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Thursday, August 11, 2005

Surveillance at the Border

From BusinessWeek:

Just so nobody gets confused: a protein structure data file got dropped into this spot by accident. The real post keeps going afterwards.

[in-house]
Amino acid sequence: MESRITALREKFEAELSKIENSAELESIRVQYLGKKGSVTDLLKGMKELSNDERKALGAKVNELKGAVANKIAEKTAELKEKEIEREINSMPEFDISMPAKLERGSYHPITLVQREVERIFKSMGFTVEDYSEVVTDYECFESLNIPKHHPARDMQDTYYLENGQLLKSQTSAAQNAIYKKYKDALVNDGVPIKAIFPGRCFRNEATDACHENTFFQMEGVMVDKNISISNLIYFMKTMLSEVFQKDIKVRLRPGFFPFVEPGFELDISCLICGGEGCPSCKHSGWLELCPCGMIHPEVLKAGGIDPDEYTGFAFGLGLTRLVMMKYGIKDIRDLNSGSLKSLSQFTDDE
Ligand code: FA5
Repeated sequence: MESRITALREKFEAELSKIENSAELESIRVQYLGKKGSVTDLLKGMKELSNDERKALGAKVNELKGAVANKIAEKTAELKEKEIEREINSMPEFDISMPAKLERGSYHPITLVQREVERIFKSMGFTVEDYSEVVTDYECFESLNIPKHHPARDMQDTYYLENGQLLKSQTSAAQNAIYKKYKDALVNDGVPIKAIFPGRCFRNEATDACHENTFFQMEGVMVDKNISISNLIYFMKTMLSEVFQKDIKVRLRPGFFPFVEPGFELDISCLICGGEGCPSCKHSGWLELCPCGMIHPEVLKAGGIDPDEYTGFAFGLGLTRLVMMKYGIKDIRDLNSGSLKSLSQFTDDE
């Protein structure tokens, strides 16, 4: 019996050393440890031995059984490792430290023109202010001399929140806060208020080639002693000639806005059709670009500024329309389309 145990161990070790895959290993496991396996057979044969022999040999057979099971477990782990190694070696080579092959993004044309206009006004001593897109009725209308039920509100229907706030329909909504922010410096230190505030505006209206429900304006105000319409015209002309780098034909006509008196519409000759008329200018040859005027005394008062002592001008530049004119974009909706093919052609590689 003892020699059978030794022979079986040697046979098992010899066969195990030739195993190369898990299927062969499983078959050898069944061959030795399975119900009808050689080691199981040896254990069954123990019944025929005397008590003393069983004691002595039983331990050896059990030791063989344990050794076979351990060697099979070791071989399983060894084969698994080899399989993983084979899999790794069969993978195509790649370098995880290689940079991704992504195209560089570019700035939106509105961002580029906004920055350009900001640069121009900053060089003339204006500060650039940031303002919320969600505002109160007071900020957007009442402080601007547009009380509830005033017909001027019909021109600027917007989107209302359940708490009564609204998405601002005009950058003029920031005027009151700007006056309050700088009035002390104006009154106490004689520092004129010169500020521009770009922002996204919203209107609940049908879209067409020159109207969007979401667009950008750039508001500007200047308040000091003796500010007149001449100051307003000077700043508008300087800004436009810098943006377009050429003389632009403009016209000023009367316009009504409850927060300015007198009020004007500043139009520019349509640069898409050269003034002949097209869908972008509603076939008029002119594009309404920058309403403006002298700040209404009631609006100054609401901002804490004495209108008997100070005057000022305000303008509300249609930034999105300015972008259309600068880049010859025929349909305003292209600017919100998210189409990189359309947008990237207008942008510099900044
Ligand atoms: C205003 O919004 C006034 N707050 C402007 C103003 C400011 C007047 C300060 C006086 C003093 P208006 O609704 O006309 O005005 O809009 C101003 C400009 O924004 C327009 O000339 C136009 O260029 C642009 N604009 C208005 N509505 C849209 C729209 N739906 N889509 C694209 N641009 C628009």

Thanks to new technology and secure-cargo programs, U.S. Customs & Border Protection officials at Nuevo Laredo and other heavily trafficked crossings have a more complete picture than ever of who and what is coming through. Since 2002, all exporters from Mexico have been required to deliver cargo manifests electronically to U.S. customs officials, along with details on the driver and the trucking company, at least an hour before a shipment is due to cross the border. To ward off bioterror threats, shipments of agricultural products now require 24 hours' notice so that they can be flagged for inspection if warranted. Every railcar that enters and leaves the U.S. is scanned by $1.5 million gamma ray machines capable of penetrating the heavy steel containers -- while the cars are rolling. Tractor trailers pass at least two inspection checkpoints, with some of them undergoing screening by huge X-ray booms that can scan a trailer in just over a minute. The images are displayed on computer screens that are viewed by agents in adjacent white vans. Every truck, railcar, passenger vehicle, and pedestrian must go through a radiation detector -- an effort to detect radioactive materials that terrorists could fashion into a dirty bomb. "More and better technology has definitely been made available to us over the last four years, and it's a real key to our operations," says José R. Uribe, assistant port director for trade operations at the U.S. Customs & Border Protection office in Laredo.

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